The Coppernose is a subspecies of bluegill native to extreme southeast United States. It is now commonly stocked in ponds throughout the south. Coppernose bluegill look similar to native bluegill, however the Coppernose can be identified by the copper colored band around the nose. They also have similar diets consisting of insects, crustaceans, and other aquatic invertebrates. Bluegill have small mouths which limit them to a diet of small meals. However, they can consume small fish, including juvenile largemouth bass. This is the main reason not to stagger your bass stocking too long after your forage stocking. Life span is around five years for both native and coppernose bluegill.
Coppernose bluegill have a story comparable to the Florida largemouth bass and in warmer climates, including Texas, Coppernose bluegill thrive. Research conducted in Texas suggests Coppernose bluegill grow faster and reach a larger ultimate size than native bluegill. The largest Coppernose bluegill taken from private water in Texas was 3.25 lbs. Because Coppernose grow faster and get bigger they will produce more offspring than native bluegill. One adult female bluegill can produce more than 10,000 eggs per spawn. This is why they are stocked as the primary component of the food chain to support largemouth bass. Bass have to eat 10 pounds of bluegill to gain a single pound in weight.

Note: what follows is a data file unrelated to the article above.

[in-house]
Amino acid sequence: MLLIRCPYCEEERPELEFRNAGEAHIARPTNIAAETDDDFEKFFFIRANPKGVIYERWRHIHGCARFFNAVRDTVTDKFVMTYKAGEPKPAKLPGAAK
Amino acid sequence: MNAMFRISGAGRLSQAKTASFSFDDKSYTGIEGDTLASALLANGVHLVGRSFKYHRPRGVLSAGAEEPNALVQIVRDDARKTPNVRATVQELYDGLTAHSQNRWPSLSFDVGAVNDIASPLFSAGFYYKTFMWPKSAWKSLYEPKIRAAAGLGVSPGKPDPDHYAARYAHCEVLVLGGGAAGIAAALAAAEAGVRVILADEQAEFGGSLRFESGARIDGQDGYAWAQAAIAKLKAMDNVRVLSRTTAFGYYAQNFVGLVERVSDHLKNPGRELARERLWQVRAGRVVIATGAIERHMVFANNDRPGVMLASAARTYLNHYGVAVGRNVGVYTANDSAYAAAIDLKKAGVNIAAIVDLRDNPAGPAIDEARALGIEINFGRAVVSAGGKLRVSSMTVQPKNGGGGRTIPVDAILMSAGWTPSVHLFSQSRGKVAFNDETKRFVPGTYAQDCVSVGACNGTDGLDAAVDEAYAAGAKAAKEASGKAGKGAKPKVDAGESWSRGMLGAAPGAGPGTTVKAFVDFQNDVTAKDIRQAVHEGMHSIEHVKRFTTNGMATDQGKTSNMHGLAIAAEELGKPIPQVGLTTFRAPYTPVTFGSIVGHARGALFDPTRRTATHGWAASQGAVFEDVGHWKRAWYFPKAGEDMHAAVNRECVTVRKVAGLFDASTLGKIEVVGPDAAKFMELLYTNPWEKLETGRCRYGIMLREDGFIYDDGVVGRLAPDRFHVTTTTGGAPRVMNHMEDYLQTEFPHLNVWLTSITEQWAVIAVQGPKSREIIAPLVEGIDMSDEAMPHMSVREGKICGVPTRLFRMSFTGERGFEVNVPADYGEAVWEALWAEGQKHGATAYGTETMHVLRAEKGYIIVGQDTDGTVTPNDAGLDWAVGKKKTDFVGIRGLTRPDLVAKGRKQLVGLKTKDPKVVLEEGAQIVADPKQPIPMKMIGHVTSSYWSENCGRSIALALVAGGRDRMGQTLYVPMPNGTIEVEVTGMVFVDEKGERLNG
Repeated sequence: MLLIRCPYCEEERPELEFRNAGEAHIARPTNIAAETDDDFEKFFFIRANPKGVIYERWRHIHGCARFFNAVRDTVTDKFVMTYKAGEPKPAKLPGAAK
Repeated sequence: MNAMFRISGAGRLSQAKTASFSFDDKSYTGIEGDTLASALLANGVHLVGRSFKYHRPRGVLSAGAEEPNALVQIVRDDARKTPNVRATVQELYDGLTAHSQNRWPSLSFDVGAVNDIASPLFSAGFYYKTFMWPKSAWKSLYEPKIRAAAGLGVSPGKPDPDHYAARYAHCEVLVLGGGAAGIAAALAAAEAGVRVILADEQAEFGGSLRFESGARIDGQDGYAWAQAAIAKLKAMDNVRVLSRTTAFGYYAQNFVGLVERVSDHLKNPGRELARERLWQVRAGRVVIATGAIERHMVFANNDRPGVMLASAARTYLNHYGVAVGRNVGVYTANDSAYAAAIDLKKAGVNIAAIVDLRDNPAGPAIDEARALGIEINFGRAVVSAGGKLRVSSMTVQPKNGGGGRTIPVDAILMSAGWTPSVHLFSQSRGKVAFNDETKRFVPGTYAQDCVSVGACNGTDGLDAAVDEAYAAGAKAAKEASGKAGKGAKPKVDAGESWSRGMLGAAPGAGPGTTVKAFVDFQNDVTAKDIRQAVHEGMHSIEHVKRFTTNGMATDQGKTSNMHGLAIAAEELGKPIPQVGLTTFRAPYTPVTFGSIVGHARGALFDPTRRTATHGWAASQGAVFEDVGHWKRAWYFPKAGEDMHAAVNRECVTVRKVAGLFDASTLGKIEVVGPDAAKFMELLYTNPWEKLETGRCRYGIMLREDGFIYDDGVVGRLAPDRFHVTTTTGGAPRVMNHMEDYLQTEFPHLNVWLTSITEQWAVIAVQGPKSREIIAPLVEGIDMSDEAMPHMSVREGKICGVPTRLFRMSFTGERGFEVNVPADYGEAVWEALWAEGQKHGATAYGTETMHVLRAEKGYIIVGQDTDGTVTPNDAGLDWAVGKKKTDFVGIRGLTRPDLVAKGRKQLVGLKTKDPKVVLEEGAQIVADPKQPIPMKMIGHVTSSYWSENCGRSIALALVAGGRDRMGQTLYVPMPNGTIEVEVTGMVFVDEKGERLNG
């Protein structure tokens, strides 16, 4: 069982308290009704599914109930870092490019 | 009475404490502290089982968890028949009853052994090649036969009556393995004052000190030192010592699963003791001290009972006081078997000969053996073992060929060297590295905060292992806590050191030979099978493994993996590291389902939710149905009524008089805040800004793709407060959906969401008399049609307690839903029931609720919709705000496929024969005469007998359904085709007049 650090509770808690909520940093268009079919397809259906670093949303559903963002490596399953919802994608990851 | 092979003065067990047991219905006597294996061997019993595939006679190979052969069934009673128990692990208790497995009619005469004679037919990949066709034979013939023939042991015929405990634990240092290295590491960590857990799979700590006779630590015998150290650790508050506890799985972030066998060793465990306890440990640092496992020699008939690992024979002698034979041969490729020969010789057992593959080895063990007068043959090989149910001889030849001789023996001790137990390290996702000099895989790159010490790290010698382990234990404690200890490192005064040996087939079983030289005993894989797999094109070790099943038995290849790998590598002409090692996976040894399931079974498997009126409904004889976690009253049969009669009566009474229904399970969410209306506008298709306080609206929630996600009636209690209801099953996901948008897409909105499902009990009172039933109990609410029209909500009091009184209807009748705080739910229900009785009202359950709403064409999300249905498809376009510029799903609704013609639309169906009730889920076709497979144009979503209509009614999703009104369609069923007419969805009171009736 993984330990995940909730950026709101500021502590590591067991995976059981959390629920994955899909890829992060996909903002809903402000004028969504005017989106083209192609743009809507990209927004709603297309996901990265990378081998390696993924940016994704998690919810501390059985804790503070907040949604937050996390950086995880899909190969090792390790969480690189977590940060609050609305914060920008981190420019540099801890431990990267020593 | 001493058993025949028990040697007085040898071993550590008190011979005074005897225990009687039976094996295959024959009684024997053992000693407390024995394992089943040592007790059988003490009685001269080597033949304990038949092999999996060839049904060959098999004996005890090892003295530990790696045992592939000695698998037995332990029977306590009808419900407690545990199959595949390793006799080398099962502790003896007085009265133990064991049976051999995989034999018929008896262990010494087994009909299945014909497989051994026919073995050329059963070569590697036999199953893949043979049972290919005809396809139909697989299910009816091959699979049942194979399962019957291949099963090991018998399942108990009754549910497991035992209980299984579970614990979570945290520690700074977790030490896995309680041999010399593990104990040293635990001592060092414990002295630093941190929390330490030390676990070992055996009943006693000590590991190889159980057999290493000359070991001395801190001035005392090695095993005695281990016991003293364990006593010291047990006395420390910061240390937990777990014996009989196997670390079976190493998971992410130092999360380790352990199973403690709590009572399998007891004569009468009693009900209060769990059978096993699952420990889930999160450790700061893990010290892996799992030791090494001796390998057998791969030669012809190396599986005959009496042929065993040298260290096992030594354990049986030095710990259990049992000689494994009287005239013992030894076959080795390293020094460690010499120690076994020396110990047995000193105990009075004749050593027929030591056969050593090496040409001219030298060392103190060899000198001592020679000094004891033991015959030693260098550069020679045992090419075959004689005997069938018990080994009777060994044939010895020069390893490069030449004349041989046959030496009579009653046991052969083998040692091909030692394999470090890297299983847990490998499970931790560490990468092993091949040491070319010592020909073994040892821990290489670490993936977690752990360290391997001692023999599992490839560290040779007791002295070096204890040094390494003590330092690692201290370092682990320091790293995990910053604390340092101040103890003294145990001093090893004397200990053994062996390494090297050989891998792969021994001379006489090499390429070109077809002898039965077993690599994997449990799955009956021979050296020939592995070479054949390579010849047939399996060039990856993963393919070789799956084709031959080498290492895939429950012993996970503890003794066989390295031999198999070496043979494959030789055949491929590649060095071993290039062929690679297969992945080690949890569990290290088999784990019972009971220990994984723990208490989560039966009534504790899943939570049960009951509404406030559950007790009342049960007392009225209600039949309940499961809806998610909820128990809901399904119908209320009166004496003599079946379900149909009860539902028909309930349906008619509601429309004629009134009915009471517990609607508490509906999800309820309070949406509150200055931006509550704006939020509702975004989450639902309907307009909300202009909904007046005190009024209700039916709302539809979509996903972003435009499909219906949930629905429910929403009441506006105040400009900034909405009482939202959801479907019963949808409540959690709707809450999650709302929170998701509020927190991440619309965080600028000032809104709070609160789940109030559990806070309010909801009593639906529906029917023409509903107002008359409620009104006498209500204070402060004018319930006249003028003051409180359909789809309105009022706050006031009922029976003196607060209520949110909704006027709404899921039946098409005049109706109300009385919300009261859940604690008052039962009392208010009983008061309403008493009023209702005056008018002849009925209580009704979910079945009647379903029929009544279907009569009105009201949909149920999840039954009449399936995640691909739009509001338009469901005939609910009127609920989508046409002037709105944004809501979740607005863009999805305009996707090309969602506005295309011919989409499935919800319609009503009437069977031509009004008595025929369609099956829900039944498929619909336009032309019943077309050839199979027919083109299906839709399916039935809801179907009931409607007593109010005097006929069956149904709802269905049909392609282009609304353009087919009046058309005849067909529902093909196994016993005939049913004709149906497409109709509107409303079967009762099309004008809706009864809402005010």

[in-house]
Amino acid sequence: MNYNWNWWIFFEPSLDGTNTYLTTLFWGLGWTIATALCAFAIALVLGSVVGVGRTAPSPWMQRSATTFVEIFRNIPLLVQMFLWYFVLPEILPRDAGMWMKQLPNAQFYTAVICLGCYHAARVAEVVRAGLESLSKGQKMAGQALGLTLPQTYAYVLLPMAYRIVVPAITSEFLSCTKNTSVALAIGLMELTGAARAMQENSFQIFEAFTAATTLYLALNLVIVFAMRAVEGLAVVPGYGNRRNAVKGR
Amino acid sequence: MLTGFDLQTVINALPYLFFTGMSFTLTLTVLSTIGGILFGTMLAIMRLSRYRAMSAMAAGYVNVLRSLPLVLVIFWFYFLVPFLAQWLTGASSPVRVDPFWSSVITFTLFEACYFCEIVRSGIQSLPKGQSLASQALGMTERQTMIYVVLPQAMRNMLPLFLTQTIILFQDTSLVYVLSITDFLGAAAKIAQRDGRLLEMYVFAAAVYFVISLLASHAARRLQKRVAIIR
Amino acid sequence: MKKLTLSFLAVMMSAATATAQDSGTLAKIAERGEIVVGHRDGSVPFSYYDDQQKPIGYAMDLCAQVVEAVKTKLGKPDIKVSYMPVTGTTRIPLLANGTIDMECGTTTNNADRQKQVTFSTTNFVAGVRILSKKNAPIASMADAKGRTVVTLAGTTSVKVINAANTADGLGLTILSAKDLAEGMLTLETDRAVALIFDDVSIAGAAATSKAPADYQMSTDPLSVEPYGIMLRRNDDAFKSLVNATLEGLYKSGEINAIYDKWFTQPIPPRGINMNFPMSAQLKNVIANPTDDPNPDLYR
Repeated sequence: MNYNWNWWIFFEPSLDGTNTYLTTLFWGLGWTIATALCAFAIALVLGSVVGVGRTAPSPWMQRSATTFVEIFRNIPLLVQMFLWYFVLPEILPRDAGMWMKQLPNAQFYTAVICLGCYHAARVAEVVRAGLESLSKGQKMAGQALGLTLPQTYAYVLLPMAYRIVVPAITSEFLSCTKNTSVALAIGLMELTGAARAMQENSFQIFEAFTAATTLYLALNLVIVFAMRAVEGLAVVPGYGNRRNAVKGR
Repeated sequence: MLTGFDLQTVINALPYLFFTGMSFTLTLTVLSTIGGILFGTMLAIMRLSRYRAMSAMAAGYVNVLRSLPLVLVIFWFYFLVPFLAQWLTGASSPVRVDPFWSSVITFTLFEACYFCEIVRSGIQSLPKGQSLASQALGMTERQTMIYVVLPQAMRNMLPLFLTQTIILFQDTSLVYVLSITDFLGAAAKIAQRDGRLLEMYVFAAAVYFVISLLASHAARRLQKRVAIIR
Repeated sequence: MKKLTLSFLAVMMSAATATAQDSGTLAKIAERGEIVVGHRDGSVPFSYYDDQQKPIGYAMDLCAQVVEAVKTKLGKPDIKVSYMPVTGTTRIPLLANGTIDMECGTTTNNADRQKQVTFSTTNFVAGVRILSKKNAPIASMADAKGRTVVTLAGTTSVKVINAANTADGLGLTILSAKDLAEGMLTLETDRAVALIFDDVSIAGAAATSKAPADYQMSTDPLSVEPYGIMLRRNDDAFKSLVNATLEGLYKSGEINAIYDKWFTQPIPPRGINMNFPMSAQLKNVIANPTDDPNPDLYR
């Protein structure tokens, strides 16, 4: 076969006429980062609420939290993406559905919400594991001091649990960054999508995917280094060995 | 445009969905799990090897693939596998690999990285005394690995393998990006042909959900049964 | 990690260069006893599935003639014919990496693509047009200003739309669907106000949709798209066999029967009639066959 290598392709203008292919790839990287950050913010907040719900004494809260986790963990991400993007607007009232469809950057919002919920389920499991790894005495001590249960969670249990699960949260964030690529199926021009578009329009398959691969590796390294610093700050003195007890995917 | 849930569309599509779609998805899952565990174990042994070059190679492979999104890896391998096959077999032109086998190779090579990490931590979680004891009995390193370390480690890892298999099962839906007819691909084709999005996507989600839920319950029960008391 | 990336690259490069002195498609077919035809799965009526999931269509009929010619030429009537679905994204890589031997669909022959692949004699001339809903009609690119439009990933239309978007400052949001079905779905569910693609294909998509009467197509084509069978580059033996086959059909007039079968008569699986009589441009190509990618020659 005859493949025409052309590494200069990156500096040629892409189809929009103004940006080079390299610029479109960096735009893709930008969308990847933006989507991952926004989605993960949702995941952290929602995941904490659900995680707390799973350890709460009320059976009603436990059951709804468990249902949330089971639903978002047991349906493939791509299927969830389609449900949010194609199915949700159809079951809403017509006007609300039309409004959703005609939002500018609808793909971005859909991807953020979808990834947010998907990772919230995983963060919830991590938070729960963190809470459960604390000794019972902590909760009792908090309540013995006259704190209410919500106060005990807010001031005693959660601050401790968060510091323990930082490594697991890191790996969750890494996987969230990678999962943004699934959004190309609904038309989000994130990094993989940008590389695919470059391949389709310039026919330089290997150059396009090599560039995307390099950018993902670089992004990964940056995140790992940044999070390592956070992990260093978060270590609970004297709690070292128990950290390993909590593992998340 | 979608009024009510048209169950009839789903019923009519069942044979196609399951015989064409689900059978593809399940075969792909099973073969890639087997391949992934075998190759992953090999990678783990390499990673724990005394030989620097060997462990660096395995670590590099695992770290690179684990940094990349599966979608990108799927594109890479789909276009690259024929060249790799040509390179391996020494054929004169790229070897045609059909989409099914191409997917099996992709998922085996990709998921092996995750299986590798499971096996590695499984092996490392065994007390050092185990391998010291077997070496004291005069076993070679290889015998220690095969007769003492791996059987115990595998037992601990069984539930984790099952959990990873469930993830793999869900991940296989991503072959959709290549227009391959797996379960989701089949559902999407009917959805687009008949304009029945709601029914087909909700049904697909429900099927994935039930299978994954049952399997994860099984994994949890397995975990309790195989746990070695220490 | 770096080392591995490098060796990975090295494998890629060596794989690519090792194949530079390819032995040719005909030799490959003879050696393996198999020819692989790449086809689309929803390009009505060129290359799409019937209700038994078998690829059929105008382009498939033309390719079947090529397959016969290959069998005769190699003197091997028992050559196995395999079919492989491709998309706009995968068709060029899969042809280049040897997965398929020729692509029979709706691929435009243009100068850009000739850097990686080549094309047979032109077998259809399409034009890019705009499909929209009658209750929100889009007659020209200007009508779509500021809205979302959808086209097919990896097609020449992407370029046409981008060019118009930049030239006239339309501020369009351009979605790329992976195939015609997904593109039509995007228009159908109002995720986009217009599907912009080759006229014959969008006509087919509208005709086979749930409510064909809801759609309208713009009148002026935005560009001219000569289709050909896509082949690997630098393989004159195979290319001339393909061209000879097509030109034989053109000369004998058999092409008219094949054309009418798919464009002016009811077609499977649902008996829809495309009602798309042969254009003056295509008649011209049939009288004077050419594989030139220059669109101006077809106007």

Many times we recommend feeding the bluegill to get a good number larger than 10 inches, which gives you a protected brood stock. This means that even your largest bass won’t be able to swallow those bluegill that achieve lengths in excess of 10 inches. Use a pelleted floating fish food of 30-32% protein. You can hand feed or use an automatic fish feeder to disperse feed up to twice a day. Children, especially enjoy watching the fish feed, nearly as much as catching them. Feeding fish regularly will not significantly affect the overall catch rate, but it will at least double their growth rate.
Coppernose bluegill will serve a dual purpose in your pond or lake. Not only are they fun and often easy to catch, they are the backbone of the food chain. They spawn shortly after bass in water temperatures from 67°F to 89°F and can spawn up to five times a season. Also, they mature to spawning capability at only three to four inches. Bluegill spawned early in the season will mature and begin spawning later the same season. Early maturity and frequent reproduction make them an ideal forage fish, and a necessity to grow trophy largemouth bass.